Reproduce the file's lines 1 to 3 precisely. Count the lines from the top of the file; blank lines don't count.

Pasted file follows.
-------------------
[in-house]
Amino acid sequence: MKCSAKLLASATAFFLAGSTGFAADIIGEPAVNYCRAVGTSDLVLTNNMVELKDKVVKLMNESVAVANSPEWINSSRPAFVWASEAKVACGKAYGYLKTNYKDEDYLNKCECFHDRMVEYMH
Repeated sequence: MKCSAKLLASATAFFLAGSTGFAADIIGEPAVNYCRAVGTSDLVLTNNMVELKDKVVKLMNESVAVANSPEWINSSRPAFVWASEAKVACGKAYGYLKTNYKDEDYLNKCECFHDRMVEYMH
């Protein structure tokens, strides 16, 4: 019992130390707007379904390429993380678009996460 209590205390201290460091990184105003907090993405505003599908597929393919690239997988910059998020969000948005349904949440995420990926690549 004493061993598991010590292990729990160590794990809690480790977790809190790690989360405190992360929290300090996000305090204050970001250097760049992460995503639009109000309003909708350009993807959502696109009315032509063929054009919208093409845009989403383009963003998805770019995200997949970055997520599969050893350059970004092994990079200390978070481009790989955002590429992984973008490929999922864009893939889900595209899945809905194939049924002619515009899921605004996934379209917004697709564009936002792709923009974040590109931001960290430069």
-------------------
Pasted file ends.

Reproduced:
[in-house]
Amino acid sequence: MKCSAKLLASATAFFLAGSTGFAADIIGEPAVNYCRAVGTSDLVLTNNMVELKDKVVKLMNESVAVANSPEWINSSRPAFVWASEAKVACGKAYGYLKTNYKDEDYLNKCECFHDRMVEYMH
Repeated sequence: MKCSAKLLASATAFFLAGSTGFAADIIGEPAVNYCRAVGTSDLVLTNNMVELKDKVVKLMNESVAVANSPEWINSSRPAFVWASEAKVACGKAYGYLKTNYKDEDYLNKCECFHDRMVEYMH